This week’s Time Capsule looks at flooding, bomb threats, a movie deal, a blow torch assault and Fred Tokars.
100 years ago …
In Friday, April 10, 1914 edition of the Marietta Journal and Courier, the entire front page was taken up by a “Clothes for Easter” ad by the T.L. Wallace Clothing Co. in Marietta. Deals included $1.50 to $4 straw hats; $6 Panama hats; $5 and $6 Men’s Florsheim Shoes; and $1.50, $2 and $2.50 Manhattan Shirts.
On the second page, it was reported that William Tate Holland sold the farm of the late Col. R.T. Nesbitt for $20,000 to R.E. Butler. Holland was cited as “one of the best posted real estate men in Georgia” and that Butler was “so familiar with Cobb County property that if you name a farm or tract of land he can almost tell you the record of title without stopping to think twice.”
50 years ago …
The Cobb Democratic party officials were reported in the Sunday, April 5, 1964 Marietta Daily Journal as having fired a strongly-worded rebuke at members of the county’s legislative delegation for failing to reach agreement on a multiple commissioners plan for county government. In a statement read during the Saturday meeting of the Cobb Democratic Executive Committee, Party Chairman George Bentley expressed “concern” that the solons were using the issue as a sounding board to “test their political strength.”
It was also reported that day that a U.S. Air Force Hercules turbo-prop transport plane flew a 30-man Swedish contingent to the troubled Mediterranean island of Cyprus to take part in a United Nations peace force. It was the first American action on behalf of the U.N force. Informed sources said U.S. planes were also expected to airlift the 600-man Irish contingent pledged for the U.N. force.
Druggist J.W. “Bill” Cooper was reported in the Monday, April 6, 1964 paper as having become the first candidate to qualify in the race for Cobb County Board of Education. This was the first year for members to seek election to the board. Previously they were appointed.
In the Tuesday, April 7, 1964 paper it was reported that 29 families were driven from their homes along the banks of the Chattahoochee River by the rain swollen muddy artery. Hardest hit was Paces Ferry Drive, which was only a few yards from the normal bank of the river. Most of the homes on nearby Cochise Drive, situated in a bend of the river, were saved from heavier damage by the small high bits of ground that most of the homes were built upon.
The following day it was reported that scores of lakeside cabins, trailers and boat docks were swamped as Lake Allatoona rose to a near-maximum high and threatened to pour over the dam. Army engineers were forced to open floodgates to prevent water from surging over the top. The move was expected to increase the flooding in the Rome area.
Another story in the Tuesday, April 7 paper reported that “Captain Newman, M.D.” and “Werewolf in the Girls Dormitory” had to wait on the Marietta Fire Department while firemen searched the Cobb and Strand Theatres for a non-existent bomb. Capt. Bartow Adair said both theaters received a call saying there was a bomb set to go off in 10 minutes. The girls in both ticket booths identified the voice as a deep voiced male teenager.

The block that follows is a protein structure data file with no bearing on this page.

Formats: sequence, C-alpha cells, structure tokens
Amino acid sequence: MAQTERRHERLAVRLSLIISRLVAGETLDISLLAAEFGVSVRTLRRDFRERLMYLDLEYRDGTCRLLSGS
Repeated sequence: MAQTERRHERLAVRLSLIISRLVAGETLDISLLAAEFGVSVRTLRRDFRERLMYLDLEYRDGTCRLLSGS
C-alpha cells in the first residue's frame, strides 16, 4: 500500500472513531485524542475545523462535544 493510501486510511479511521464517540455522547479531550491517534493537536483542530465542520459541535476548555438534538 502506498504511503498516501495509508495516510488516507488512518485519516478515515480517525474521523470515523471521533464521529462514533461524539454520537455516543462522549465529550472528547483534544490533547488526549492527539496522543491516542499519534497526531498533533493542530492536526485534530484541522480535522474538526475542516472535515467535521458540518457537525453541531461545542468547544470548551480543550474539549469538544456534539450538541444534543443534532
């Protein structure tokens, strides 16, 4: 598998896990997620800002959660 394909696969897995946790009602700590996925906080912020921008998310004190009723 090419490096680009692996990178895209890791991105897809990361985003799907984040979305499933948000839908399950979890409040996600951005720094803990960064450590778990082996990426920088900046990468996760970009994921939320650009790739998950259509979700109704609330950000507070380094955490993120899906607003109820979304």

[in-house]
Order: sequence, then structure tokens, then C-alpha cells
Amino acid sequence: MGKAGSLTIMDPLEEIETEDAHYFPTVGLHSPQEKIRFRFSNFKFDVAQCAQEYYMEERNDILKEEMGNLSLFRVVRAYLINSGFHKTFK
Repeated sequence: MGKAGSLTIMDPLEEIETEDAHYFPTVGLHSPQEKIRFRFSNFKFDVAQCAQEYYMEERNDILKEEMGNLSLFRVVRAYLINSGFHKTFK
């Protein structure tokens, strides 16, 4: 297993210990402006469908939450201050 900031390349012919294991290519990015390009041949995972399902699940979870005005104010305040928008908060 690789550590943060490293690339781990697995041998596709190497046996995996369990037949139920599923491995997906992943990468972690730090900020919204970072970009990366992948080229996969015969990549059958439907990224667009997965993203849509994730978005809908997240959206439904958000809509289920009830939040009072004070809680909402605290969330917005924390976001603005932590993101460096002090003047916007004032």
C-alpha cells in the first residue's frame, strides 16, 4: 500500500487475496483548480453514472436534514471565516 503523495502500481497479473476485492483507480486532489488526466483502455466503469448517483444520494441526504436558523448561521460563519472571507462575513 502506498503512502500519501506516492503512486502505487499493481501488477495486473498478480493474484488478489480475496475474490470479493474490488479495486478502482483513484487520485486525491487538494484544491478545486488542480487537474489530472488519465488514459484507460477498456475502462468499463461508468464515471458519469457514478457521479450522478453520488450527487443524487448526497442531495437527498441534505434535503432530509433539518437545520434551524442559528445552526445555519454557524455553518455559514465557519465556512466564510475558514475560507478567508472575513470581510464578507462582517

20 years ago …
In the Tuesday, April 5, 1994 MDJ it was reported that the two Cobb detectives suspended for accepting money in a movie deal concerning the November 1992 shotgun slaying of Sara Tokars were fired by the Cobb county Department of Public Safety. The firings were announced by deputy director Toby Toler who said in a statement that the two were “terminated for violations of department rules and regulations.”
The following day it was reported that the police lawyer accused of approving the movie deal for the two lead detectives in the murder case resigned before the public safety department finished its investigation into his actions. The probe into the man’s role in the movie deal signed by the detectives was expected to have been finished by the end of the week, according to Toler.
Another story in the Tuesday, April 5 paper reported that a Woodstock man burned his common-law wife with a propane blow torch after they argued and then was beaten by her son. The woman was taken to North Fulton Hospital in Alpharetta where she was listed in serious condition with second-degree burns to her face and chest. A Cherokee County deputy on patrol found the man unconscious in his front yard where he had “been beaten severely about the head and shoulders.”
In the Saturday, April 9, 1994 paper it was reported that federal prosecutors convicted Atlanta lawyer Frederic Tokars of arranging his wife’s November 1992 murder as part of a wide-ranging cocaine and money-laundering conspiracy. Tokars, a former prosecutor and part-time judge, was found guilty on all counts. He faced a maximum sentence of life without parole. But, Tokars’ legal battles were not over. He was to return to Cobb County, where his wife was shot to death and face a death-penalty trial. District Attorney Tom Charron said that the federal sentence would not prevent Tokars from being tried in Cobb Superior Court and would not take precedence over a death sentence.
Damon Poirier is the Newsroom Administrator for the Marietta Daily Journal.
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